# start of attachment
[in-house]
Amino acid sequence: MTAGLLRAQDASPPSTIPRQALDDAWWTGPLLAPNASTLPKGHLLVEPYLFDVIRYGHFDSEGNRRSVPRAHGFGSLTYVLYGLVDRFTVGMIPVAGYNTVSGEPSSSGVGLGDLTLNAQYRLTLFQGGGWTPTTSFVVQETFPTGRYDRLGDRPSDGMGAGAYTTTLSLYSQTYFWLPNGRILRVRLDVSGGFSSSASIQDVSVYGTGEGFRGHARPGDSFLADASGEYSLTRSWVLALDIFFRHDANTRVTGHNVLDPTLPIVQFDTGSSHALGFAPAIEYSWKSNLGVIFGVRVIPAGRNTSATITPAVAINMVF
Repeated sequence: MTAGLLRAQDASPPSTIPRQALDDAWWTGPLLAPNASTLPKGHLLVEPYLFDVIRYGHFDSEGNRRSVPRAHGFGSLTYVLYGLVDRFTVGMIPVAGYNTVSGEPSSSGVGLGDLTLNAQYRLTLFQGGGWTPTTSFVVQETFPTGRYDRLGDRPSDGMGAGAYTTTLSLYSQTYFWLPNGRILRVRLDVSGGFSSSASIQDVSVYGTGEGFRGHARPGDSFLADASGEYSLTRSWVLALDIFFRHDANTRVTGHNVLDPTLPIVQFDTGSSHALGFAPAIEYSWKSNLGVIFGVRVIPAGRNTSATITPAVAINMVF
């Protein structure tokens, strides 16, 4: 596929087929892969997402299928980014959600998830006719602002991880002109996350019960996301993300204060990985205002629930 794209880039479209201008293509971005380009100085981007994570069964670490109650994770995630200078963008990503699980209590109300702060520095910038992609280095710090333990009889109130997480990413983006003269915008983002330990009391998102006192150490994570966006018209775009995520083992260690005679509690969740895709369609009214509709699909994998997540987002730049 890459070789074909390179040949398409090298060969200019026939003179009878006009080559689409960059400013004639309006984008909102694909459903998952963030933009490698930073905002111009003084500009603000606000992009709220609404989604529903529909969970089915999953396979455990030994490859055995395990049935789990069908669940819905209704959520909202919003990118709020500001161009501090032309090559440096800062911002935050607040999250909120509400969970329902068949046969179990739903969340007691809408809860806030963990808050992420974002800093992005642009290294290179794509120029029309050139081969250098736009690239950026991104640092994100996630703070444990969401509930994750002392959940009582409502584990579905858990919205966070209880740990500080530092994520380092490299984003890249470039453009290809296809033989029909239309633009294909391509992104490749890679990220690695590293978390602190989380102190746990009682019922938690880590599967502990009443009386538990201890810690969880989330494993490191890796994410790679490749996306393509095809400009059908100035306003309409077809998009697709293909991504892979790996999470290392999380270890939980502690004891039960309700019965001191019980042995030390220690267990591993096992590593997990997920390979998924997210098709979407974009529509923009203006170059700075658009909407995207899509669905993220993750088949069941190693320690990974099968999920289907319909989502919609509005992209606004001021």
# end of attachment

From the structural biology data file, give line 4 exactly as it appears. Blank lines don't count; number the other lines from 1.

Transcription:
């Protein structure tokens, strides 16, 4: 596929087929892969997402299928980014959600998830006719602002991880002109996350019960996301993300204060990985205002629930 794209880039479209201008293509971005380009100085981007994570069964670490109650994770995630200078963008990503699980209590109300702060520095910038992609280095710090333990009889109130997480990413983006003269915008983002330990009391998102006192150490994570966006018209775009995520083992260690005679509690969740895709369609009214509709699909994998997540987002730049 890459070789074909390179040949398409090298060969200019026939003179009878006009080559689409960059400013004639309006984008909102694909459903998952963030933009490698930073905002111009003084500009603000606000992009709220609404989604529903529909969970089915999953396979455990030994490859055995395990049935789990069908669940819905209704959520909202919003990118709020500001161009501090032309090559440096800062911002935050607040999250909120509400969970329902068949046969179990739903969340007691809408809860806030963990808050992420974002800093992005642009290294290179794509120029029309050139081969250098736009690239950026991104640092994100996630703070444990969401509930994750002392959940009582409502584990579905858990919205966070209880740990500080530092994520380092490299984003890249470039453009290809296809033989029909239309633009294909391509992104490749890679990220690695590293978390602190989380102190746990009682019922938690880590599967502990009443009386538990201890810690969880989330494993490191890796994410790679490749996306393509095809400009059908100035306003309409077809998009697709293909991504892979790996999470290392999380270890939980502690004891039960309700019965001191019980042995030390220690267990591993096992590593997990997920390979998924997210098709979407974009529509923009203006170059700075658009909407995207899509669905993220993750088949069941190693320690990974099968999920289907319909989502919609509005992209606004001021």